Canada's international student program faced with 'integrity challenges,' senators say in push for reform
A group of Canadian senators is proposing a series of reforms to the country's international student program that include ways of protecting newcomers from fraud and abuse, as well as greater regulations and penalties for recruiters and educational institutions.
Senators Ratna Omidvar, Yuen Pau Woo, Hassan Yussuff and former senator Sabi Marwah – all from the Independent Senators Group – released their report on Wednesday, which they say aims to resolve the "integrity challenges" faced by the program.
"The International Student Program has been a victim of its own success. International students have a strong desire to come to Canada, however, they face many challenges including high tuition fees and abuse. In many cases they do not receive the support they need to overcome these difficulties," Omidvar said in a statement.
"They are also being blamed for the many current economic and social challenges facing Canada, but they are the victims and not the perpetrators. We need to change the program to ensure it works for Canada and the students that contribute so much to our country."
Among the recommendations proposed are a national review of the financial sustainability of Canadian designated learning institutions or DLIs, which are essentially colleges, universities and other institutions approved by provincial and territorial governments to host international students.
The senators also call for greater oversight over DLIs, including private colleges, ensuring there is an adequate supply of accommodations and efforts to inform students about their legal rights around housing, employment and sexual abuse.
LARGE INCREASE IN INTERNATIONAL STUDENT POPULATION
The report says Canada's international student population reached about 807,750 in 2022, a level four times greater than 2008.
The senators tie this to the federal Economic Action Plan in 2011, which included funding for an International Education Strategy that was released in January 2014.
That strategy included a target to double the country's international student population from 239,131 in 2011 to more than 450,000 in 2022. Canada achieved this goal by 2017.
India is the top source country of international students to Canada, followed by China, the Philippines, France, Nigeria, Iran, South Korea, Vietnam, Mexico and the United States.
The report also cites a study from Global Affairs Canada that estimated the contribution by international students to the economy at greater than $22 billion in 2018, while also supporting more than 218,000 jobs.
The report points to a number of issues that international students face, including high and unpredictable tuition hikes made in response to "stagnant" public funding.
It uses the example of Ontario where low provincial funding caused colleges and universities to pass on the costs to international students, who in turn saw their tuition rise as much as 20 per cent in a year. International students, the report says, make up 68 per cent of tuition revenue in Ontario.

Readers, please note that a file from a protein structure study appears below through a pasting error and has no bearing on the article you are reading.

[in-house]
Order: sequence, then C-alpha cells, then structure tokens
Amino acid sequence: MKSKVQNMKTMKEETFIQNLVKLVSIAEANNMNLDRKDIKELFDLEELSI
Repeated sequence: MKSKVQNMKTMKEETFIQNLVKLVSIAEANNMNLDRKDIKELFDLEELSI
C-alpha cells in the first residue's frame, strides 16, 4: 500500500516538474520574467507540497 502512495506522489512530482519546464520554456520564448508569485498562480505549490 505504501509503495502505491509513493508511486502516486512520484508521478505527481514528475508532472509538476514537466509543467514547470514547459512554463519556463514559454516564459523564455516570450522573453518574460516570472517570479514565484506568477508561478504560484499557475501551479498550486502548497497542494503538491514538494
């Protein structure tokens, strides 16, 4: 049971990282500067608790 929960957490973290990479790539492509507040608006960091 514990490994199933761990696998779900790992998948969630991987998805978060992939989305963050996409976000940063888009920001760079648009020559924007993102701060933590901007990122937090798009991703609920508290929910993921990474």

DLIs have become overreliant on international students in order to cover expenses, "with little incentive to ensure international and Canadian students are provided with the best experience possible," the report says.
Meanwhile, education agents and consultants can receive between 15 and 20 per cent commission from a Canadian DLI on an international student's first year of tuition, with some negotiating as high as 30 per cent.
Based on this, commissions could range between $1,500 and $7,500 per student, the report says, and institutions only pay out once a student has arrived in Canada and paid their first year's tuition in full.
The senators highlight the prevalence of underground agents or "ghost consultants" who may forge documents, fail to provide services at all and otherwise "prey on the ignorance of international students."
Agents also may refer students to institutions that pay the highest commission but do not necessarily have programs eligible for a post-graduation work permit.
"This means the fate of international students often rests in the hands of the agent, who will provide recommendations based on their own bottom line," the report says.
The report identified cases where agents and private colleges make "empty promises" to students about career prospects, as well as instances where agents lie about post-graduation work permit and immigration eligibility. Some private colleges also have misled students about being able to transfer to a public college and requiring them to pay tuition in full even if they choose to withdraw.
Other issues include unreported cases of sexual abuse, in part due to fears it would affect a student's immigration status, unsuitable housing, problems with employment and the federal government's possible role in "perpetuating an inflated sense of hope among international students motivated to gain permanent residence."
"While the Canadian government is being honest in highlighting the immigration advantages of studying in Canada, it can perhaps do more to be forthright about the highly competitive nature of the permanent residence application process," the report says.
"This challenge is exacerbated by agents and DLIs, who also promote the prospects of becoming a Canadian permanent resident as a means to augment their revenues."